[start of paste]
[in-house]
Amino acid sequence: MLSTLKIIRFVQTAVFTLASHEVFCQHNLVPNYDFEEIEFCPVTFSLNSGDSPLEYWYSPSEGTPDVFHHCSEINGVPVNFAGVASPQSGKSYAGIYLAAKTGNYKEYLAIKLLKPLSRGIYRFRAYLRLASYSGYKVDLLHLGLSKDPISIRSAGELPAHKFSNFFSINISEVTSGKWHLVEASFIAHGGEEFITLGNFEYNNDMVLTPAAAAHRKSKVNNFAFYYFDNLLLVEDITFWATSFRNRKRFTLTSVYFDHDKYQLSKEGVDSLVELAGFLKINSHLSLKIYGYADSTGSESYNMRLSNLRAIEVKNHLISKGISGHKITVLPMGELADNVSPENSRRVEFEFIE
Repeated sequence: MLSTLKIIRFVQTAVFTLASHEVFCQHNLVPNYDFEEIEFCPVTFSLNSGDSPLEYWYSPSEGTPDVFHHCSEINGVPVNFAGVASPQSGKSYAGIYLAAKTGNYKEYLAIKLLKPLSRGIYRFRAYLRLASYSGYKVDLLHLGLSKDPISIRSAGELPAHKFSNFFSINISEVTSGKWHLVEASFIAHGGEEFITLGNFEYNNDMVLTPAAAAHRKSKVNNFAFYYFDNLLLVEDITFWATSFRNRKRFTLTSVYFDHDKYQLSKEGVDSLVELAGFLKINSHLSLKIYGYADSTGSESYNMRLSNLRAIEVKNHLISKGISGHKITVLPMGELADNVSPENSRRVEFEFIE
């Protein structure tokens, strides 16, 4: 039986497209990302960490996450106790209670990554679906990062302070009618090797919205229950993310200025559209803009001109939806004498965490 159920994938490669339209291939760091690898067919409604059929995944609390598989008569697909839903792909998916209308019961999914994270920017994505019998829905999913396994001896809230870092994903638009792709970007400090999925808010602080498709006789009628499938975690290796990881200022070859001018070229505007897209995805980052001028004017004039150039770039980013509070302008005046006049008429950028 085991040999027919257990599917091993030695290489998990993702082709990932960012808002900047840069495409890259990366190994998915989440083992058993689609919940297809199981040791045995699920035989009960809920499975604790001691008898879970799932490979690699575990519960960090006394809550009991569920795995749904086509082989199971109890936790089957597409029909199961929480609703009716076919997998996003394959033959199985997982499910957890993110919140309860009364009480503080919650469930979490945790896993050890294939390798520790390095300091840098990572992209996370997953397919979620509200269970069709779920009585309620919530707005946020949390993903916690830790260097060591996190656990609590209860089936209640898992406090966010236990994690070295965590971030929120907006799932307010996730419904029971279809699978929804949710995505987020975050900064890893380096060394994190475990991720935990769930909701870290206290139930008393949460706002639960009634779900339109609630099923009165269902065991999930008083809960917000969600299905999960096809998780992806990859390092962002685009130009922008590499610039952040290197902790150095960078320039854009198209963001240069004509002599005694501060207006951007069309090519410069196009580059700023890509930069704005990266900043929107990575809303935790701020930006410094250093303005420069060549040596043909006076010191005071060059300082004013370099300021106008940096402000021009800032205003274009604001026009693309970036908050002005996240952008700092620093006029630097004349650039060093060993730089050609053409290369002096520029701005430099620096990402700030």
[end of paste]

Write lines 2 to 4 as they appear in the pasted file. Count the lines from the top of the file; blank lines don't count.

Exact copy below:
Amino acid sequence: MLSTLKIIRFVQTAVFTLASHEVFCQHNLVPNYDFEEIEFCPVTFSLNSGDSPLEYWYSPSEGTPDVFHHCSEINGVPVNFAGVASPQSGKSYAGIYLAAKTGNYKEYLAIKLLKPLSRGIYRFRAYLRLASYSGYKVDLLHLGLSKDPISIRSAGELPAHKFSNFFSINISEVTSGKWHLVEASFIAHGGEEFITLGNFEYNNDMVLTPAAAAHRKSKVNNFAFYYFDNLLLVEDITFWATSFRNRKRFTLTSVYFDHDKYQLSKEGVDSLVELAGFLKINSHLSLKIYGYADSTGSESYNMRLSNLRAIEVKNHLISKGISGHKITVLPMGELADNVSPENSRRVEFEFIE
Repeated sequence: MLSTLKIIRFVQTAVFTLASHEVFCQHNLVPNYDFEEIEFCPVTFSLNSGDSPLEYWYSPSEGTPDVFHHCSEINGVPVNFAGVASPQSGKSYAGIYLAAKTGNYKEYLAIKLLKPLSRGIYRFRAYLRLASYSGYKVDLLHLGLSKDPISIRSAGELPAHKFSNFFSINISEVTSGKWHLVEASFIAHGGEEFITLGNFEYNNDMVLTPAAAAHRKSKVNNFAFYYFDNLLLVEDITFWATSFRNRKRFTLTSVYFDHDKYQLSKEGVDSLVELAGFLKINSHLSLKIYGYADSTGSESYNMRLSNLRAIEVKNHLISKGISGHKITVLPMGELADNVSPENSRRVEFEFIE
């Protein structure tokens, strides 16, 4: 039986497209990302960490996450106790209670990554679906990062302070009618090797919205229950993310200025559209803009001109939806004498965490 159920994938490669339209291939760091690898067919409604059929995944609390598989008569697909839903792909998916209308019961999914994270920017994505019998829905999913396994001896809230870092994903638009792709970007400090999925808010602080498709006789009628499938975690290796990881200022070859001018070229505007897209995805980052001028004017004039150039770039980013509070302008005046006049008429950028 085991040999027919257990599917091993030695290489998990993702082709990932960012808002900047840069495409890259990366190994998915989440083992058993689609919940297809199981040791045995699920035989009960809920499975604790001691008898879970799932490979690699575990519960960090006394809550009991569920795995749904086509082989199971109890936790089957597409029909199961929480609703009716076919997998996003394959033959199985997982499910957890993110919140309860009364009480503080919650469930979490945790896993050890294939390798520790390095300091840098990572992209996370997953397919979620509200269970069709779920009585309620919530707005946020949390993903916690830790260097060591996190656990609590209860089936209640898992406090966010236990994690070295965590971030929120907006799932307010996730419904029971279809699978929804949710995505987020975050900064890893380096060394994190475990991720935990769930909701870290206290139930008393949460706002639960009634779900339109609630099923009165269902065991999930008083809960917000969600299905999960096809998780992806990859390092962002685009130009922008590499610039952040290197902790150095960078320039854009198209963001240069004509002599005694501060207006951007069309090519410069196009580059700023890509930069704005990266900043929107990575809303935790701020930006410094250093303005420069060549040596043909006076010191005071060059300082004013370099300021106008940096402000021009800032205003274009604001026009693309970036908050002005996240952008700092620093006029630097004349650039060093060993730089050609053409290369002096520029701005430099620096990402700030």